How to Handle Pressure Like a Pro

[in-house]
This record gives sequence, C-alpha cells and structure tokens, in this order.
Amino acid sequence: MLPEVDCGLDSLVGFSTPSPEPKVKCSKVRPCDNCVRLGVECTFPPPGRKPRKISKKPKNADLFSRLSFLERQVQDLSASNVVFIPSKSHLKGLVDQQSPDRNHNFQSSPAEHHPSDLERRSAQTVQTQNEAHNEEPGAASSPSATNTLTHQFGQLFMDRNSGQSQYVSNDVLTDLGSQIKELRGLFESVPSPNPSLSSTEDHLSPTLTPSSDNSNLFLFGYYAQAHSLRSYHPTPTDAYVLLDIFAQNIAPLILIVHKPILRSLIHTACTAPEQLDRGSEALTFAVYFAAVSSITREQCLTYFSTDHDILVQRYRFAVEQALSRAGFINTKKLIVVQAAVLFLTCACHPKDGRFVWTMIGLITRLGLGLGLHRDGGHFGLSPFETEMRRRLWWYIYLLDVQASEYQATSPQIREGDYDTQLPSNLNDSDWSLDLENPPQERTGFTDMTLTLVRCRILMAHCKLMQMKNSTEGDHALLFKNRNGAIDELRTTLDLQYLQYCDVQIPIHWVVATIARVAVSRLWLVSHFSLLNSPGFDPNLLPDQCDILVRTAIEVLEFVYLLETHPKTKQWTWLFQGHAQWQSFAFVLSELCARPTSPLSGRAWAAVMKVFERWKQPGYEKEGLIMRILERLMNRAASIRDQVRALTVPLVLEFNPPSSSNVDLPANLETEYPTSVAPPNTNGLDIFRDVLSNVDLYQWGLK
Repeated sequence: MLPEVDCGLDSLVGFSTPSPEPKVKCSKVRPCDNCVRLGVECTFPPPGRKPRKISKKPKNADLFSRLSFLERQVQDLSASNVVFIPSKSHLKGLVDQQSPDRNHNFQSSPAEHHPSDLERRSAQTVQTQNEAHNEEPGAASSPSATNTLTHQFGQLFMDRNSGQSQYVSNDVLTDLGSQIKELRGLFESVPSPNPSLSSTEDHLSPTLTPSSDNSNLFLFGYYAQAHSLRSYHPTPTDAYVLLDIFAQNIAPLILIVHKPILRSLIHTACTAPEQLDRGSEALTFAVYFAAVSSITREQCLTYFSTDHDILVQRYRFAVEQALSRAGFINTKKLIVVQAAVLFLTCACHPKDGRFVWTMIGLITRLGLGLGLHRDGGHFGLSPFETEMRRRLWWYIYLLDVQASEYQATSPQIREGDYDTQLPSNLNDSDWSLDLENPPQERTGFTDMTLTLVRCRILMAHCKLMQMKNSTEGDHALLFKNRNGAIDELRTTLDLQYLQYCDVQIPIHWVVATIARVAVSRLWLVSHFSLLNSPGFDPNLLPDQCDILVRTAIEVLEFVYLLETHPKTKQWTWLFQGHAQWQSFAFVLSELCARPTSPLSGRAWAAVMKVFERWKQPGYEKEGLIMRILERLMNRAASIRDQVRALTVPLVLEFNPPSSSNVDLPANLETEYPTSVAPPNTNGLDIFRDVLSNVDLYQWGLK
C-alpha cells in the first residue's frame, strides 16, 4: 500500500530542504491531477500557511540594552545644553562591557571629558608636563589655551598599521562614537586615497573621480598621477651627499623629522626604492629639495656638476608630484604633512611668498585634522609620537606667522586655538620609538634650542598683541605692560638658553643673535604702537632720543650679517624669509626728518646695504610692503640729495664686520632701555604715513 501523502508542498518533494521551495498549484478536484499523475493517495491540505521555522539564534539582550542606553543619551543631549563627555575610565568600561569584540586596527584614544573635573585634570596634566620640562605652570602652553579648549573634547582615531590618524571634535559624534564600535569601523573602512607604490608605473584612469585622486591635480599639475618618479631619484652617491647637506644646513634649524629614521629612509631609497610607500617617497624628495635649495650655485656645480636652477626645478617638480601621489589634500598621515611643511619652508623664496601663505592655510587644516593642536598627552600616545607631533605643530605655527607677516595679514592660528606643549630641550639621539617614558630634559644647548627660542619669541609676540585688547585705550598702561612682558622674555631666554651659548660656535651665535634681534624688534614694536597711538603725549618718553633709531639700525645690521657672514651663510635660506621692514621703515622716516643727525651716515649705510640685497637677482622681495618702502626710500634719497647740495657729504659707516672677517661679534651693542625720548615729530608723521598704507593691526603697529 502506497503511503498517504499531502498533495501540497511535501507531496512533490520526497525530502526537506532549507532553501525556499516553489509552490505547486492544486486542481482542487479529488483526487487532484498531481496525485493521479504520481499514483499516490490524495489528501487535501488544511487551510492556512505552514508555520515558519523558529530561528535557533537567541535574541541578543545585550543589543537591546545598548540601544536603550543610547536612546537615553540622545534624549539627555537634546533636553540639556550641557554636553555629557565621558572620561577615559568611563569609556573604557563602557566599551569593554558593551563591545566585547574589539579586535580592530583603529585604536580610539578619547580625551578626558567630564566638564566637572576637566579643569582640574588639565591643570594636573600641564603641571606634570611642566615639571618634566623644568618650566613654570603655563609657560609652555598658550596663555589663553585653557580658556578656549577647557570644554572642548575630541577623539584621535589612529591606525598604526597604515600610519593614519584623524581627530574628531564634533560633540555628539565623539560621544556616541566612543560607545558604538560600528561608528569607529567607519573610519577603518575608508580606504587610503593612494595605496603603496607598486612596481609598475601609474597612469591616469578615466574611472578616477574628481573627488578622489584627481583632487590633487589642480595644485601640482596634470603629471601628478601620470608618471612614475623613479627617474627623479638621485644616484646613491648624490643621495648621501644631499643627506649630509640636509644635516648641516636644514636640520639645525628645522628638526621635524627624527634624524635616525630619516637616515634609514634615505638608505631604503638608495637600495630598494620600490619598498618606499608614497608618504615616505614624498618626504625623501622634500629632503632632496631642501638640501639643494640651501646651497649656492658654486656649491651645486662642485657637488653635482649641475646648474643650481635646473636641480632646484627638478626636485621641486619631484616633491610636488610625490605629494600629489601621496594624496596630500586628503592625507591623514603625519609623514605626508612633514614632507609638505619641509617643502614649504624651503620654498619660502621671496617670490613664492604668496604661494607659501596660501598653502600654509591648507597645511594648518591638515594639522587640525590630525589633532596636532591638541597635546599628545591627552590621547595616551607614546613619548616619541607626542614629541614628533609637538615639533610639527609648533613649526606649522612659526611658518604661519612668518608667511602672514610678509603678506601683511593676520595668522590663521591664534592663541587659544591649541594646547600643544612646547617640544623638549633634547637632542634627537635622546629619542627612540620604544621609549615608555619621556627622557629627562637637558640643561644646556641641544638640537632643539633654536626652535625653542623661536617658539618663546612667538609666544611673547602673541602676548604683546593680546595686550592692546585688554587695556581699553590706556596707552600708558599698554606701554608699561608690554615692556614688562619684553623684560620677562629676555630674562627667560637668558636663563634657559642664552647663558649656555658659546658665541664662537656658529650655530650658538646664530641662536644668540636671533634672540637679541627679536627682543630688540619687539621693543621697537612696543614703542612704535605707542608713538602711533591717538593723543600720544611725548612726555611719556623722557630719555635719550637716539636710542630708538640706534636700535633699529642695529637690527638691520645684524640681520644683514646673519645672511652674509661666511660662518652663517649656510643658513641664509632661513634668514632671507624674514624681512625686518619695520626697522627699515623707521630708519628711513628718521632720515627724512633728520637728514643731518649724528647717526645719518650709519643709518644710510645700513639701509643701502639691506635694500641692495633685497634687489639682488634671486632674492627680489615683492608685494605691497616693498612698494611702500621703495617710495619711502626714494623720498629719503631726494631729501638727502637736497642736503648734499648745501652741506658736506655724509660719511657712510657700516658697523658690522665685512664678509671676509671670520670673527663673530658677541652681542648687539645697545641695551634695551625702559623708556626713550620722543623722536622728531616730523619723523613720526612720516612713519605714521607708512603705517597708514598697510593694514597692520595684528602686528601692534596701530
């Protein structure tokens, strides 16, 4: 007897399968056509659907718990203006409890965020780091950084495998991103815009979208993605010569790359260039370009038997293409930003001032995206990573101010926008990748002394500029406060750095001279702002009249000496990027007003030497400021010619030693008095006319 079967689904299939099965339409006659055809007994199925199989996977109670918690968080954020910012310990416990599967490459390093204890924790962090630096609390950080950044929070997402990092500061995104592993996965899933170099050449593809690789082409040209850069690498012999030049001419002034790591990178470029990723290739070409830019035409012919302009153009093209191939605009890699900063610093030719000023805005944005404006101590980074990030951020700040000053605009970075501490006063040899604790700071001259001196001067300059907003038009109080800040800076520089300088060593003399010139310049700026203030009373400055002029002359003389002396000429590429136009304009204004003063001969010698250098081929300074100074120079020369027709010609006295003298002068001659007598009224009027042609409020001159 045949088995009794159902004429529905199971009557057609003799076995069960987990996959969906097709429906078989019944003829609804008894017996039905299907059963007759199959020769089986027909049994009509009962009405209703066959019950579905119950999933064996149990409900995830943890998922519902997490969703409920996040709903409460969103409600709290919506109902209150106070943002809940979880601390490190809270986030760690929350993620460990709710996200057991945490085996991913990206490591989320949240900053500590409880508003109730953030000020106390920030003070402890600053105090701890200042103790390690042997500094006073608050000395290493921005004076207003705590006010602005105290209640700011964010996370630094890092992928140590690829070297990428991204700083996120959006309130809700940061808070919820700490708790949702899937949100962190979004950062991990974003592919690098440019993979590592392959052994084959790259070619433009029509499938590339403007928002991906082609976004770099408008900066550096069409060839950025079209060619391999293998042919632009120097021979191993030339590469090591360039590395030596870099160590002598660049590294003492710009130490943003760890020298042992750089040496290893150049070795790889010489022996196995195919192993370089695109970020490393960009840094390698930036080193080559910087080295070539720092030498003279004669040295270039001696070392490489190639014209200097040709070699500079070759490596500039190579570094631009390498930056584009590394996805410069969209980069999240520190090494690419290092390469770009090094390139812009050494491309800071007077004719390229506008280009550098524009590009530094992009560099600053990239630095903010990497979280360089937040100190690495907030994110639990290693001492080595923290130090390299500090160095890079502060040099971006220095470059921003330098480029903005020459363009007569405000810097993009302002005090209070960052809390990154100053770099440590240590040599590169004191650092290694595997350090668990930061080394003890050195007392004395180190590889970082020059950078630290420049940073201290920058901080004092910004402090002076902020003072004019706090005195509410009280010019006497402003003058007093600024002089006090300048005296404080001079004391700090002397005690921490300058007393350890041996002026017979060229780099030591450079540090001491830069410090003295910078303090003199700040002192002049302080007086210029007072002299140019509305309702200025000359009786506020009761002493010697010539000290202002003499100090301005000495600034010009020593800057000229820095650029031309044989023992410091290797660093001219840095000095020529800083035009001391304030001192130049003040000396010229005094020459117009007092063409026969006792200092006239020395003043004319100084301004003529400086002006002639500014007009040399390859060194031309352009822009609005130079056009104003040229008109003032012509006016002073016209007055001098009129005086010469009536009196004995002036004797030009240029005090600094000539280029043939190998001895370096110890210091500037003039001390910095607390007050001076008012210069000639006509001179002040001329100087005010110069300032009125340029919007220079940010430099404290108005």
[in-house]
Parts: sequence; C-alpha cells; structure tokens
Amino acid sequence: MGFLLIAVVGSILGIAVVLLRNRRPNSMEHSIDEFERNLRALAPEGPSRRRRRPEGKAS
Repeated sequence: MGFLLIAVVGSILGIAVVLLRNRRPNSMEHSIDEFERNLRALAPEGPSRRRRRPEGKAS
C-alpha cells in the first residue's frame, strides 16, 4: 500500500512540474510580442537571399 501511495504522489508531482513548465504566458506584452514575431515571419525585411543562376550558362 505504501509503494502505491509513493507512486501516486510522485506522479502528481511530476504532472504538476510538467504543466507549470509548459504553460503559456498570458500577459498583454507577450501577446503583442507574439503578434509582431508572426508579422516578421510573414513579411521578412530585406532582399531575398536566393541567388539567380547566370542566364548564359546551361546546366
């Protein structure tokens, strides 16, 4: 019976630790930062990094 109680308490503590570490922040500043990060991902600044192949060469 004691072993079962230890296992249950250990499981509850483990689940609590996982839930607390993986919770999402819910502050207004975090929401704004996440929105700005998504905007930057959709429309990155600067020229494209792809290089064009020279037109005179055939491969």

Hello, everybody, and welcome back to If I'm Honest. I'm pretty sure that each of us has felt some type of pressure at some point in our lives, maybe it's applying to college or finding a job. Maybe it's sitting pole position before the last race of the season when you have the championship on the line, who knows. But regardless of the severity, we all experience pressure. And if I'm honest, I feel pressure and nerves before every race, you know, if I don't feel nervous, if I don't have those moments of fear, and nausea, then I know that I'm not there mentally just yet. And as I mentioned, like I get, I get these really intense knots in my stomach sometimes, and I can feel my heart rate getting higher, and it's something that I have had to learn how to deal with. And I do also feel some pressure before giving keynotes, you know, I really want the audience to find it beneficial, I want them to have a good time, I want the client overall to be happy. But those are more like butterflies, I would want to say, you know, they're they're a little nervous, still have to manage it. But it's not the same level of nausea that some races bring me. And I say all this to kind of give a hard launch into the theme for this episode, which is staying focused under pressure. And feeling like we're under pressure can sometimes feel annoying. I don't know if anyone else has felt this sensation, but there are times where I have felt pressure or nervous, and I almost feel a little guilty about it. Or I feel a little inadequate about the fact that I'm feeling pressure. And I don't know why that is I'll be honest, maybe something I need to think about. But but if you feel that sense of like nagging or annoyance with the pressure, just remember that we feel pressure because we care about what we're doing. And caring is a good thing. And I care so deeply about racing. And in 2015 I started racing in NASCAR stock cars, so I had gone from Legends cars, which are like, they look like 1930s models cars at like half scale, and on ovals and road courses, you're see you sit in the middle of the car. I went from that to racing the limited late models. This was with Lee Pulliam at motor mile Speedway, and I won the first two races of the season. It was incredible. I was always finishing up front. And going into the last race of the season, I was leading only by a few points, but I could taste the victory, I could taste the championship. And I wanted it so so badly. And I was nervous. And I felt the pressure not only for me to perform, and because I wanted to win, but because my parents had been so invested in my career. And it was my first full season out of college. And so I felt like I was setting myself up for future success. So there was just a lot of pressure from a lot of different angles imposed by myself imposed by others. And I felt it. And so because of that I want to share two journal entries with you from 2015, which is when I won my limited late model Championship. The first journal entry is from August 24 2015, quote, my heart rate goes up every time I think about the last race of the season. End quote, that's the entry. So I had a long wait between that the second the last race and the last race of the season. So now I'm going to read you my journal entry from September 6 2015, which was just a few days before the last race, all caps, I need to win this championship exclamation point. I have visualized starting sixth preparing for a crash in front of me avoiding it preparing to just go, visualizing passes, side by side racing, dealing with brakes getting squishy on the restarts everything. On the one hand, I get super nervous with knots in my stomach just thinking about it. There's so much I can do with the championship. It is such a great credential. And I'm only leading by two points, anything can happen. And of course, I think about what can go wrong. On the other hand, I just have to finish ahead of the 13, who I've always been in front of and who hasn't crossed the line better than fifth. And I can finish as many as six places behind the 18. So theoretically, if I stay clean and smart, like the last few races from top three, and I don't take risks, I should get it. But again, there's so much out of my control, I have to start sixth and people can crash in front of me. Although I will go easy into turn one so I shouldn't hit hard. I have to be very conscious that the championship is my goal, which means staying clean and finishing ahead of the 13th It's not about winning this race. I've got this. I kid you not I have goosebumps reading that journal entry takes me right back to the room that I was writing it in. It was hot. You know, North Carolina in early September. I was single handedly focused on this championship. I was preparing I was watching videos I was thinking about all the scenarios to prepare for. I'm really proud of myself. It was a very mature approach to dealing with the pressure and for me, I needed to rationalize things I needed to consider all these options and do all that And when we're feeling pressure like that, or whatever you might be feeling pressure about, or if we're feeling stress, you know, our body releases hormones like adrenaline and cortisol, which is a stress reaction, it's a way to help our bodies and our minds work while we are stressed. Because stress can be, you know, something really dangerous, it can be something that's high pressure. And I think that stress can be both good and bad, you know, small amounts or short amounts of stress can actually help us stay alert and stay focused and stay motivated. You know, again, going back to this idea that being being under pressure, and being stressed means that we care. But a lot of stress or feeling stressed all the time, chronic stress can can be bad, and you know, it increases our heart rate and our blood pressure, it can suppress our immune system, it cannot upset our stomachs. There are a lot of different things that that stress can do to the body which are negative. But because pressure is a part of life, I want to share some of the specific tips that I've developed and fine tuned for myself and worked with over the last decade or two that I use to optimize my performance under pressure. The first tip that I have for managing being under pressure is a mantra that my mom said to me when I was 16 and had just started racing on ovals and Ford Focus midgets with Bob East, we were in Indiana, I was struggling to put the lap together. And she said just hit your marks. Just focus on the right entry point, the right Apex the right exit hitting the gas when you need to hitting the brakes when you need to hit your marks. And I like to think of that as really, really focusing in on the present and not future tripping because sometimes that can distract us and cause us to miss step. I learned this very early on in my first year of racing go karts at Oakland Valley race Park, which is where Marco Andretti also raced go karts before me, I was a few races into my first season. And I know I finished seventh my first race, I don't remember where I finished my next few races. But in my fourth or fifth race, I was leading the race I had qualified first I was leading the race. And I had a pretty sizable lead with just a few laps to go. And I was really good at hitting those perfect marks. And I was doing all this, this was obviously before I had that mantra, but a few laps from the end, I think we had maybe like four or five laps till the end. And I started thinking about winning, I started thinking about how happy I would be how celebratory I would be, you know, I started thinking about how proud my parents would be and all this stuff. And the next thing I knew I was spinning out in the second to last corner, a few laps from the end and I was in the grass and I had to get back on track. And I ended up at the back of the pack. It was so embarrassing. I was distraught, I was so disappointed in myself. And you know, I couldn't tell you what happened. I was clearly like in my own world preemptively celebrating my dominant performance. And I lost it, I lost that focus. And I just didn't make it. And trust me, when you have something like that happen, you will never let that happen again. So focus on the present, don't future trip and focus on hitting your marks because hitting your marks will also take a big, maybe overwhelming task and break it down into more bite sized pieces. The second thing that I do to manage pressure when I'm feeling it is to visualize. There are a number of studies that have looked at visualization and the effect that it has on high performance athletes. There's a study from Kearns and Crossman from 1992, where they looked at a handful of Canadian basketball players in practice and games over a 14 week period. And they found that those players who had cognitive intervention, quote unquote, which included visualization, improve their free throw shots in both practice and, and in the games. To me, this makes a lot of sense, because in anything that's hand eye coordination, or anything where you have to physically have these, these performances, if you're able to visualize and be precise in your points, you know, that it makes sense that that would help in your real time performance. And a quick tangent here, but I was taught early on I think back in my Skip Barber days to visualize and to use that as a form of practice and preparation. And I've spoken with certain racers who can visualize their lap on track, particularly on road courses, but they can visualize a lap on a road course track to within tenths of a second of what their physical actual time is when they're driving, which I think is so impressive. But back to how visualization can help with you know, staying composed under pressure. It kind of serves as an extra form of practice. And as we know, practice makes perfect the more and the harder we prepare, the easier the real time situation is. That's a big thing with Racing So, you know, practice is very different from the racing itself. And getting on track is expensive. Having a team out there is expensive, we can't just pick up a racquet and practice tennis or pick up a basketball and make shots or put on our running shoes and go running no, to go practice, you need to have the whole team, you need to have a set of tires, you need to be able to rent the track. And even if you do go practice, as I mentioned, it's very different from racing. In racing, we are actively trying to pass other cars and get to the front of the pack and pace ourselves and conserve our equipment and all of that. So in practice, for the most part, people aren't going to want to risk crashing their car or crashing and other people. And so our practices are really more about optimizing the car, seeing how fast we can get maybe doing a long run practice. But it's a very different approach than we approach during our race. So it that's an interesting little tidbit about practice in racing versus other sports. And so the power of visualization is huge. And I learned this early on and knew that it was important. And I get most nervous when it comes to qualifying. And qualifying is where you go as fast as you can for a lap or two or a set period of time to set the starting order for a race. I am just not the world's best qualifier. I know qualifying doesn't matter and it's a race and that's great, but I'm a much better long distance racer, than I am a qualifier where you have to absolutely maximize everything out of the car and driver for one lap. I've just never ever, ever been good at it. So because I know I'm not great at it despite you know, even when I win championships, I don't set pole a lot in those seasons. So I get particularly nervous because I know that I'm not going to do as well, I hope most likely and I still want to do as well as I can. So what I've done for many, many years is I will visualize making that perfect lap, how I pull out of the out of the pits and onto the track and how I get on the gas and what all the visuals are like, you know, I will just practice that perfect lap over and over and over again in my head. And hey, I probably did better in a lot of qualifying than I would have otherwise. But an important thing to remember with visualizing, because it is so powerful. We want to visualize the positives. There's a saying in racing look where you want to go. And you know, your your hands will follow your eyes. So if you don't want to crash, you don't look at the wall because you're more likely to go there. And it's the same thing with visualization. You know, if you want to practice what's going to happen, focus on the good stuff. Don't focus on what can go wrong, don't visualize what can go wrong. Instead, focus on the things you want to have happen, how you're going to control your your body, your mind, your eyes, all of that, whatever it might be, you know, I've given examples with racing, but it could be visualizing, you know how you go through a presentation, it could be visualizing how you go through an interview, familiarizing yourself with the situation so that there are fewer unknowns, when you get to the real thing that can be really, really helpful in managing pressure. The last technique that I want to share with you for for managing pressure is to find a physically calming type of exercise or mechanism that can help you bring your body back to a more neutral state. You know, as I mentioned, being nervous elevates our heart rate, it distances our bodies from our optimal mode for maximize performance if we're too nervous or feeling too much pressure. And there are a lot of different things that we can do to minimize the negative effects of pressure. So you're going to have to do some experimentation. But I'm going to share the two things that I do. So the first thing that I do before a race or you know, if I'm at home with a high stress phone call coming up, whatever it might be, is I will try to sprint. So let me tell you, when I was 14 racing in Skip Barber, I was getting ready to go out for one of my races. And you know, I was nervous. I was starting up front. I knew I knew I could do well. But I was still nervous. I was pretty young. And I realized that I had to go to the bathroom. So it was a bit of a pickle because we were being called to our cars and I knew I didn't want to have to feel like I had to pee while I was in the car. That's the whole mess. And so I sprinted to the bathroom. And I sprinted back. And although I was a little winded when I got back, I realized I felt a lot calmer. And I thought hmm, you know, Endorphins make you happy. Maybe they also make you a little calm. And so I tested it the next race. You know, when I was feeling nervous, I did a little sprint to the bathroom right before I got to my car. And I also felt better. So maybe it's a little bit of a compulsion now but before every time I strap in for a race, I will sprint somewhere. It's not always to the bathroom at this point. I've timed that a little better as I've gotten older, but I'll sprint to the car. I'll sprint down the road quickly and just something to get that heart rate up. It really helps to make me have an excited energy, not a negative energy. You can also do push ups or something just to get the heart rate up kind of quickly. And the second thing that I do is deep breathing. Breathing is so Powerful and there are a lot of podcasts about it. And there are different types of breathing, you know, there's square method of breathing, there's deep breathing, the square method of breathing is also called Box breathing. And it's actually a technique that the military uses and teaches, I personally haven't found it to have as much of a calming effect, I find deep diaphragm breathing to be the most helpful. And it's a really slow inhale into the diaphragm, through your nose, and then out through your mouth. And this is something that I use a lot before I go on stage, there was there was one talk. And it was actually right after I met Ben, I flew to Mississippi to give a talk. And I had been styled in an outfit that had a high waisted tight belt. And I tried to do my deep breathing while I was sitting in the audience beforehand, and I realized I couldn't so good lesson to not wear a tight belt when I'm on stage. And anyway, I do this deep breathing, because it just really helps calm me down, it helps clear my head to be able to kind of focus, I'm hitting my marks of the inhale and the exhale, it's focusing in on that specific activity, and it's having a positive effect on my body. So I really encourage you to explore these different physical things that you can do to help calm you down. Maybe it'll be listening to a certain type of music, maybe it'll be having a mantra, maybe it'll be journaling, maybe it'll be meditating, maybe it'll be having a pep talk with yourself, you know, there's so many different things. And I just encourage you to experiment, try different things, see how they work, do some research and having those go to things that we can do is really comforting. Also, you know, if things are chaotic, if things are stressful, knowing that you have these, these methods that help help you stay calm, will help us be in the best mindset possible. And I was just thinking that as much as the stress of being under pressure can be a lot to handle, it feels so good. Once it's over in the release is there, kind of almost regardless of how you do obviously, if it goes super well, then that's awesome. And you're on this high, which we love being on a high in a natural, organic way. And even if not like you know you got through it, there's this release of that pressure. And it's just satisfying either way. So for a quick summary, pressure is part of life, we all have to deal with it. And I think there are three big things that we can do to help manage our stress. The first is to hit your marks and to focus on the present, don't future trip. The second is to visualize what you want to do and visualizing is so powerful, so really be intentional with it and find that that calming mechanism that helps you maintain a more neutral body states so that you can do the best possible. And that's our show. Thanks so much for tuning in. If you liked this episode, please share it leave a review, rate it subscribe and follow and thank you for letting me be honest with you. I'll see you next week.